At the medieval site the archaeologists discovered the carcass of a horse and ceramics that date the site to the 10th and 11th centuries.
The area itself is situated on sand dunes that have been inhabited ever since the Stone Age.
"The river banks of the Žitava River have always been inhabited because the soil here is fertile," Březinová told SITA.
The sites are very rich and archaeologists have already cleared around 100 objects.
The first archaeological research work in Hurbanovo, carried out in the 1950s and 1960s, unearthed medieval Celtic burial sites.

Police detain Slovak drug dealer

THE NATIONAL anti-drug unit of the Slovak Police Corps, in cooperation with Austrian and German anti-drug services, detained a 34-year old drug dealer named only as Idris S A, the SITA news agency reported on May 17.
Interior Ministry spokeswoman Monika Kuhajdová said that the Albanian-born Slovak citizen has operated in Slovakia for several years. Police have been monitoring him since 2001. Acting alone or via other dealers, Idris S A has allegedly sold or smuggled more than 200 kilogrammes of illegal drugs, mostly heroin, into Western Europe.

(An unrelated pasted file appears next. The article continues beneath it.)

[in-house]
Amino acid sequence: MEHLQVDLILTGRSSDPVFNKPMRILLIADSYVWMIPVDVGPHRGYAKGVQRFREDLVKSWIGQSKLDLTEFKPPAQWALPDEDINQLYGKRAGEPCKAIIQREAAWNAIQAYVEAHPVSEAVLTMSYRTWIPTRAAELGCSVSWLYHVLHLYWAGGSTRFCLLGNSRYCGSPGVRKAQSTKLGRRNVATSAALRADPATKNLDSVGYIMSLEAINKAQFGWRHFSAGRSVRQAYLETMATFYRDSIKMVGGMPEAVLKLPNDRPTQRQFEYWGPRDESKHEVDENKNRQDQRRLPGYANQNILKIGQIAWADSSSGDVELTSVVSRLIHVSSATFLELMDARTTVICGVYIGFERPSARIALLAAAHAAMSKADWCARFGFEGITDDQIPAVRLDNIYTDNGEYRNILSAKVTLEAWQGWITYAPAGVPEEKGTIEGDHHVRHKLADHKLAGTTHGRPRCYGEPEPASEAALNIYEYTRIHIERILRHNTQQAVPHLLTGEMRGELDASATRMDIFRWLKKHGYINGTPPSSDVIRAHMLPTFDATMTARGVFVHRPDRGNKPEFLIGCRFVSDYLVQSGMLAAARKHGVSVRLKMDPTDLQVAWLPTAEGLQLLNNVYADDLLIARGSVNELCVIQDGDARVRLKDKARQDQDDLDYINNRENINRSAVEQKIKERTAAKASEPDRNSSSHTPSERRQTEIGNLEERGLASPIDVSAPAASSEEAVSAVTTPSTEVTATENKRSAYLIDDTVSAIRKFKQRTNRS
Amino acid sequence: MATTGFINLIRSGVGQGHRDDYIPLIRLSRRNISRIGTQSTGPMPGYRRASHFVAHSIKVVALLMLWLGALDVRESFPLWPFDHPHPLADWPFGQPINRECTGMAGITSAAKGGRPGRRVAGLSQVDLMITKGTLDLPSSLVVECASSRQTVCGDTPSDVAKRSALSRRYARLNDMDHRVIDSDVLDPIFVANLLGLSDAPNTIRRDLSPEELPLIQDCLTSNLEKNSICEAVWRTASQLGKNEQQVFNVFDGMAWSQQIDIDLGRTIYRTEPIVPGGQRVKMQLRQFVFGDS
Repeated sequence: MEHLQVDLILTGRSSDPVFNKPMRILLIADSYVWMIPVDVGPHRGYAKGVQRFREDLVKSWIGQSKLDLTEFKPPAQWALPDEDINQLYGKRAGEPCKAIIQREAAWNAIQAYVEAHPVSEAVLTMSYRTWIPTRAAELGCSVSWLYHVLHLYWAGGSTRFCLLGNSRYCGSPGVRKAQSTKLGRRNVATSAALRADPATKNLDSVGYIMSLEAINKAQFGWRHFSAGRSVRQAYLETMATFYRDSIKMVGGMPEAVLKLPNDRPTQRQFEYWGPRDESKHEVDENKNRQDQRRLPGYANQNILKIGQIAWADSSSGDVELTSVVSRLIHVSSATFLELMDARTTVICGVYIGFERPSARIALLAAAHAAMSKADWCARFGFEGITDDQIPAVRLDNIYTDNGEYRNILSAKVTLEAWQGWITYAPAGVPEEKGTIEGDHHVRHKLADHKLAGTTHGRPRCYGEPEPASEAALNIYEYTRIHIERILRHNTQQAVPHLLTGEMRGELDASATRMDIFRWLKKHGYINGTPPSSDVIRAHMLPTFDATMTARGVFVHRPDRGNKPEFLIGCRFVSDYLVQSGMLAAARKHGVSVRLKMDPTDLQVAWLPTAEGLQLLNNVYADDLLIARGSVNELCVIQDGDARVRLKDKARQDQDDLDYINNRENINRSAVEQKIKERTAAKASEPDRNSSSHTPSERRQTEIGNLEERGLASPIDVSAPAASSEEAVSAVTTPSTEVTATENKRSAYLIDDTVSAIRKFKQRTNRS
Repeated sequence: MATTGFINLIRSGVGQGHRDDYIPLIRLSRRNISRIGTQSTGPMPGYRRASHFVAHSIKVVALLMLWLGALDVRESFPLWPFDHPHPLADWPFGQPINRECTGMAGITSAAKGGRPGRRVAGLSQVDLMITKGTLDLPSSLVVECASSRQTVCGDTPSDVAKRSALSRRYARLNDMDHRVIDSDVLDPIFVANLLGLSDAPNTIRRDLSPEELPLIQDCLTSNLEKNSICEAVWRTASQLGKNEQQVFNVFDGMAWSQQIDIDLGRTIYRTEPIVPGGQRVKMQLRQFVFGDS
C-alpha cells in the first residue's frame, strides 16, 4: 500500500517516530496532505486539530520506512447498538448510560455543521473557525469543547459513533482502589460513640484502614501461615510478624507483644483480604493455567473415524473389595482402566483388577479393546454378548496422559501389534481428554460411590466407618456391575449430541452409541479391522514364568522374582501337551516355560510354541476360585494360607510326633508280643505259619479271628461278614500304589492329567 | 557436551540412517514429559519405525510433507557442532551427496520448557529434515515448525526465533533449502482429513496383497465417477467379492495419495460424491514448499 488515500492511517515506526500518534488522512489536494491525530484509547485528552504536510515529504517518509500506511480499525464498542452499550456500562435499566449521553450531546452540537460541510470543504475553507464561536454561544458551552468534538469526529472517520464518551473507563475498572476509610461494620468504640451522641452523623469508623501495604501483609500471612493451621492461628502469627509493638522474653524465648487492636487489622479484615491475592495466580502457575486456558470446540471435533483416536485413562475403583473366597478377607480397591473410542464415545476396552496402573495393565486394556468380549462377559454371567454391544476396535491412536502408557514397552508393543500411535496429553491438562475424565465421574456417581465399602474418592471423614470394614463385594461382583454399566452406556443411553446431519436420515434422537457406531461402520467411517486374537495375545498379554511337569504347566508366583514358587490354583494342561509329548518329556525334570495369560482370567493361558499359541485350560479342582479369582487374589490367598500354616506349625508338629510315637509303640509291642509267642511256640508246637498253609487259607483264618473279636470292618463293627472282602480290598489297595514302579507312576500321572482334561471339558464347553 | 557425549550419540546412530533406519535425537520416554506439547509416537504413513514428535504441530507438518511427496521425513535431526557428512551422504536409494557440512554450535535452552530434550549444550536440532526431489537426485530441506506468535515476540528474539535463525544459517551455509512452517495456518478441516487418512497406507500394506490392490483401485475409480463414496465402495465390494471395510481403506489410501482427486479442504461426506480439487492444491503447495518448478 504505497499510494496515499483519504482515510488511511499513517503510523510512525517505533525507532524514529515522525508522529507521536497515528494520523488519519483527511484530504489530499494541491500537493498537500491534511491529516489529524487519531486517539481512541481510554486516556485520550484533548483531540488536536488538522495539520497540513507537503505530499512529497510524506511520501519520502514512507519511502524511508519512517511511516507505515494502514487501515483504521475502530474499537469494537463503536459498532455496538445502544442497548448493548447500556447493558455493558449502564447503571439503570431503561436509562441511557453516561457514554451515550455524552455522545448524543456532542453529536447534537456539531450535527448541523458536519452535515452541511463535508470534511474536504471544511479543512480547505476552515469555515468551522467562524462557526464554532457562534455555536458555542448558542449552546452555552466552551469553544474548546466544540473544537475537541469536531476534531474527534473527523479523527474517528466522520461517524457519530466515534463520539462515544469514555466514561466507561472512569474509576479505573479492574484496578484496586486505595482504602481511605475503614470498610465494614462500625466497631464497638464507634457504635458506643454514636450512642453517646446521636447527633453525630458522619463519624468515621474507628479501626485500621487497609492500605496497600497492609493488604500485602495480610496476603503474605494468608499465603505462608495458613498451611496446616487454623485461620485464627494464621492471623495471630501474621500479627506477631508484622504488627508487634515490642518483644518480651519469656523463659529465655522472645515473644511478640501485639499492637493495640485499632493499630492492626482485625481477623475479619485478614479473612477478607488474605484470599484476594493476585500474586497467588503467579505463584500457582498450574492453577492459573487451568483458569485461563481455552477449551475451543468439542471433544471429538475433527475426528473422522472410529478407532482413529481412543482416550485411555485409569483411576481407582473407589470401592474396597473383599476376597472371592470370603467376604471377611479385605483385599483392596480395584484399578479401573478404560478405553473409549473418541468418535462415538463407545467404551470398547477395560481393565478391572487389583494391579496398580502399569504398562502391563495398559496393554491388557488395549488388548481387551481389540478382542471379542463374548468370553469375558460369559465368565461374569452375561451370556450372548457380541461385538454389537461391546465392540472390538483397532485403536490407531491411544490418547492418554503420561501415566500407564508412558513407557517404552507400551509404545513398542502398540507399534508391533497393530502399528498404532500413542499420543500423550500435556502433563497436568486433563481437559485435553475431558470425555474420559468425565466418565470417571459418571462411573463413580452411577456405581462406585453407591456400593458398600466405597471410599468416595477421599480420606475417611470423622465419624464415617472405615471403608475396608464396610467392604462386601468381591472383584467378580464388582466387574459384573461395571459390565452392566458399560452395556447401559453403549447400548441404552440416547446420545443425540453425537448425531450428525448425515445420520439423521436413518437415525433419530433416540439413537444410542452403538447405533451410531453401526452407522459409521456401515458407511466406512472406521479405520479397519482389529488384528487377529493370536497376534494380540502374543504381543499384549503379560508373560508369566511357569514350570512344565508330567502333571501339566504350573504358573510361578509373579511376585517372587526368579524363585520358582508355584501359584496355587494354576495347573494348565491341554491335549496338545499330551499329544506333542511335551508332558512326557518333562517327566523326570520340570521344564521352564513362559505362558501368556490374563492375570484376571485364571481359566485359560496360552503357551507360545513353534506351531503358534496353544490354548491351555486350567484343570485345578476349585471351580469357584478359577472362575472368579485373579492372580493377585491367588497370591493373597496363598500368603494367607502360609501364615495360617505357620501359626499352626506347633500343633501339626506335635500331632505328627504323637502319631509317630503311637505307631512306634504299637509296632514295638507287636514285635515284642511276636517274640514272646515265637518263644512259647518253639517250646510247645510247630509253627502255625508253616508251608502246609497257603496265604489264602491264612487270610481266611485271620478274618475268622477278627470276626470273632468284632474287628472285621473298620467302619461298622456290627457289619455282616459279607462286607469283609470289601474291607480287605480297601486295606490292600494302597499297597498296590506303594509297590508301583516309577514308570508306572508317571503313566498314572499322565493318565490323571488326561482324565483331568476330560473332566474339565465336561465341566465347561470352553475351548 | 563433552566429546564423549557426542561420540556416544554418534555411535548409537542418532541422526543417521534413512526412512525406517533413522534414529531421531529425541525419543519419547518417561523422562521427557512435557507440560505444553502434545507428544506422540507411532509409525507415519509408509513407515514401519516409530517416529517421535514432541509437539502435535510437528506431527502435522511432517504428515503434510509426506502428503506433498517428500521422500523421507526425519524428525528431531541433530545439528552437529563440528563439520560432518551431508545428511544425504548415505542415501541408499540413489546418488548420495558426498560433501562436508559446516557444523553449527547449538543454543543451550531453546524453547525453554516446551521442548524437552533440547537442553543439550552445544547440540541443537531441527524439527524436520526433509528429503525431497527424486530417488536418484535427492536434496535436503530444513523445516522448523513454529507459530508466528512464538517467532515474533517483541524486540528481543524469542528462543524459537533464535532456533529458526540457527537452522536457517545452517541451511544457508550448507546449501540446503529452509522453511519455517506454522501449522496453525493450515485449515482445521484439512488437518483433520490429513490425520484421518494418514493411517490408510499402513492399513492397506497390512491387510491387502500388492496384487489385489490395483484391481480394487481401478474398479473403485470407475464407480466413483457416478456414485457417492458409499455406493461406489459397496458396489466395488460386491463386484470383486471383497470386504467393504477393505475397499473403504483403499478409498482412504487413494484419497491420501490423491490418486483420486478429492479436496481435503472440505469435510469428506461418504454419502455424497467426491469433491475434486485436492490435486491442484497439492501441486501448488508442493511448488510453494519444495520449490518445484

Police have arrested and convicted several of his accomplices who operated at various levels of the gang's hierarchy.
Slovak police and their foreign colleagues collected enough evidence for an international warrant, which Austria put out in November 2004.Police detained Idris on Friday, May 13. They would not reveal the location of his arrest.
Kuhajdová said that officers searched several houses in Bratislava. The officers confiscated two handguns, a large amount of cash and some documents proving the organized group's activities.

ON A WINDLESS day, a huge tree unexpectedly collapsed on a car seriously injuring its driver.
photo: SME - Martin Kilian

Elm tree collapse injures driver

A TEN-metre-tall elm tree collapsed right on top of a moving car, causing spinal injuries to the driver and extensive damage to the car.
The accident took place in the city of Nitra on May 19 despite there being almost no wind on that day. The 49-year-old male driver suffered cervical cord injuries, the daily SME reported.
The tree fell just a few metres away from a place where a windstorm last year blew down a different tree. The tree was part of an elm tree alley.
Although there was no wind on the day of the incident, the day before had seen high winds and heavy rain in the area. This is one explanation for the sudden collapse of the tree. Another reason may have been the fact that the tree was ridden with parasites.
The local environmental authority will have the trees in the elm alley inspected for diseases and parasites and will then decide on the next steps.